Gender and Sport-Type Differences in Athletes’ Self-Talk Use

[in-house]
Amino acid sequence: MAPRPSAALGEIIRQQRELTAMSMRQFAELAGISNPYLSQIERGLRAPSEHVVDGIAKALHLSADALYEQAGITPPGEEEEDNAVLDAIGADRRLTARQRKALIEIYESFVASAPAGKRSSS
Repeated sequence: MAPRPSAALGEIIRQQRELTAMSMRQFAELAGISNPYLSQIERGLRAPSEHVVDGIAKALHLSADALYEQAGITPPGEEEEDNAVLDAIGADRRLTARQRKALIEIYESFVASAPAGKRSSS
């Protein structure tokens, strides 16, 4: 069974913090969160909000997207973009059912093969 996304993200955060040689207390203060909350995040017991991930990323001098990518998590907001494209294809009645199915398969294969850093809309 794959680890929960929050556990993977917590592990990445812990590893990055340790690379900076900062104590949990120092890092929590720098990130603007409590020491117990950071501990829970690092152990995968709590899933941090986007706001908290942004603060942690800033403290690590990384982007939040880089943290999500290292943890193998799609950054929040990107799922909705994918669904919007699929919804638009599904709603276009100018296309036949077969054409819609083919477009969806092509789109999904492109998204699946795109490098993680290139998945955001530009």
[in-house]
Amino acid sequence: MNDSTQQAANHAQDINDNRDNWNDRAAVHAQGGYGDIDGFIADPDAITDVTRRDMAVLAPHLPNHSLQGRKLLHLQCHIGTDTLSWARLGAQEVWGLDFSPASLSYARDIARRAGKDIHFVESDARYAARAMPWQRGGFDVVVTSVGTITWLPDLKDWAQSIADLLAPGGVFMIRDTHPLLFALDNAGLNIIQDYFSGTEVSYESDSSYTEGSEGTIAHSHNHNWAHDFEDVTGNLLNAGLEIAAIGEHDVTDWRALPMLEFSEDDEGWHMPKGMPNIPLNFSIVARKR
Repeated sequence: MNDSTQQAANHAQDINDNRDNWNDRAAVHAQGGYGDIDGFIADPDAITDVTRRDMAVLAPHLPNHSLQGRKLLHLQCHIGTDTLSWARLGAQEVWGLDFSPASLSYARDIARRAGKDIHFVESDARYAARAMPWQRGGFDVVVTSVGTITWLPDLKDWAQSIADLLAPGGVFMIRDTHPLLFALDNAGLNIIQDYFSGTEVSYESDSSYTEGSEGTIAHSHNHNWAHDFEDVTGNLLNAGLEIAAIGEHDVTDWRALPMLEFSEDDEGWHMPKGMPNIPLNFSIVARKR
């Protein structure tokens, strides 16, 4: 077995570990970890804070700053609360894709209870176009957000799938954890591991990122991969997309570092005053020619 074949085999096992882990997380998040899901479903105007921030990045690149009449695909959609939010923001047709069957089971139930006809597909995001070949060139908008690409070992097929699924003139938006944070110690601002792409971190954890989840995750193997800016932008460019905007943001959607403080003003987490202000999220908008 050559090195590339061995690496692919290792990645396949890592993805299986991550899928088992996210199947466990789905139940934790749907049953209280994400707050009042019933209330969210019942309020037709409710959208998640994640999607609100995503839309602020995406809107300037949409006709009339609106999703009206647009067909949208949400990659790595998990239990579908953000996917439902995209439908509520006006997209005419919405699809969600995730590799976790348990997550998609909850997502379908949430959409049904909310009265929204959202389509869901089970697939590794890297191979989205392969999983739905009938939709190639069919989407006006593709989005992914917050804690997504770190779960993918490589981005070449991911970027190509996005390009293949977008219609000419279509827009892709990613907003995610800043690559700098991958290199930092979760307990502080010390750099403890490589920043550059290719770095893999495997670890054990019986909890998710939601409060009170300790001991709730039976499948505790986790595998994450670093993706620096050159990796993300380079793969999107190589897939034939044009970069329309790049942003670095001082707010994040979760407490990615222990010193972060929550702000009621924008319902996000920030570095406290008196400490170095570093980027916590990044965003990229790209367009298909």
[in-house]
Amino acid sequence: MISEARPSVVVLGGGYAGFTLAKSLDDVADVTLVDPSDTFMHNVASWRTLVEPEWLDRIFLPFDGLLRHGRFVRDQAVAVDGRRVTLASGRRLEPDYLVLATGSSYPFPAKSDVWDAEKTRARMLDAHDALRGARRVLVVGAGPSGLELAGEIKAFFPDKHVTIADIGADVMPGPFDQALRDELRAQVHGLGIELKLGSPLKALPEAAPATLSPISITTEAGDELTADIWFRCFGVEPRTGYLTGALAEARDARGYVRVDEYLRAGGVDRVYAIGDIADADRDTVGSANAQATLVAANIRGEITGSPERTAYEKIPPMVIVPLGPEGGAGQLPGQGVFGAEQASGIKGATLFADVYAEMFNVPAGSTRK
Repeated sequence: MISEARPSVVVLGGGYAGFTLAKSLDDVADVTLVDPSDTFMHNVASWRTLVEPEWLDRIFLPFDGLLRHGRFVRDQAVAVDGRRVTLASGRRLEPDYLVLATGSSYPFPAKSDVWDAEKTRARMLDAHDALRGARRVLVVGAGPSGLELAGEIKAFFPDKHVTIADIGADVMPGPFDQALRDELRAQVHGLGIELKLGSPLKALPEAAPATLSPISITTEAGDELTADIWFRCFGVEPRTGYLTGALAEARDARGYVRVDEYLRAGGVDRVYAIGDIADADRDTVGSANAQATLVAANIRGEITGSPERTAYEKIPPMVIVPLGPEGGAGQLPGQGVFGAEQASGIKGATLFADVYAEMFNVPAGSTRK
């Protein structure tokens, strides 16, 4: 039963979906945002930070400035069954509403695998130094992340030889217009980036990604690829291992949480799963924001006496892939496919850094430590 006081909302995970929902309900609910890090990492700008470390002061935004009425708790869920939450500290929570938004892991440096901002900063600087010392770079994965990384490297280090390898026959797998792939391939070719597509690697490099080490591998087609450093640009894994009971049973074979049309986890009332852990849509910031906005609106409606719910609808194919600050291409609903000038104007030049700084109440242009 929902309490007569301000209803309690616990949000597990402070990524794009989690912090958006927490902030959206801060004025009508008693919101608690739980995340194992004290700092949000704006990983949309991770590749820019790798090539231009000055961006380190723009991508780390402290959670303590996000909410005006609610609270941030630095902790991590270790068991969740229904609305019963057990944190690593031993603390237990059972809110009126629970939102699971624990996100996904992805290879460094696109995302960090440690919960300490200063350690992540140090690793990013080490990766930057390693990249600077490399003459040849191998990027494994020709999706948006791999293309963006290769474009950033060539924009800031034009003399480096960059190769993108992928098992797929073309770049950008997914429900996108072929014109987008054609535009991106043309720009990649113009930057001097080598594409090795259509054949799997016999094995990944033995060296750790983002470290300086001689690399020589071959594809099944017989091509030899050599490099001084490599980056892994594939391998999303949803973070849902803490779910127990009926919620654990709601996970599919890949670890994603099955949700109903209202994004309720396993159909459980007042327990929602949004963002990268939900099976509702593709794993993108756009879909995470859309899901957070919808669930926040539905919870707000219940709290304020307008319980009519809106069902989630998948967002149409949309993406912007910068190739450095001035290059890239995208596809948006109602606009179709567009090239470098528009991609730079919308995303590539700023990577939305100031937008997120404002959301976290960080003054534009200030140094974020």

Self-talk, or the way you talk to yourself, has been a growing area of research for industrial-organizational, clinical, leadership management, and sport psychologists. There are several components to self-talk including whether it is positive or negative, said out loud or in your head, and motivational or instructional in nature. As relatively new area in sport psychology, more research is needed to solidify findings in these areas and how variables like gender and sport type affect athletes’ self-talk use. To examine the differences between gender and sport type on athletes’ use of self-talk, a survey, modified from Hardy et al. (2005), was sent to Davidson College student-athletes on the basketball, soccer, cross country, track and field, and swim teams on their use of self-talk at practice and competition, with 79 student-athletes responding. Analyses indicate that individual sport athletes use significantly more overt self-talk and more self-talk during practice and competition than team sport athletes, and that female athletes use self-talk before and during practice and competition significantly more than male athletes. While some of these findings are consistent with previous research, it would be beneficial to replicate the study with a larger, more diverse sample.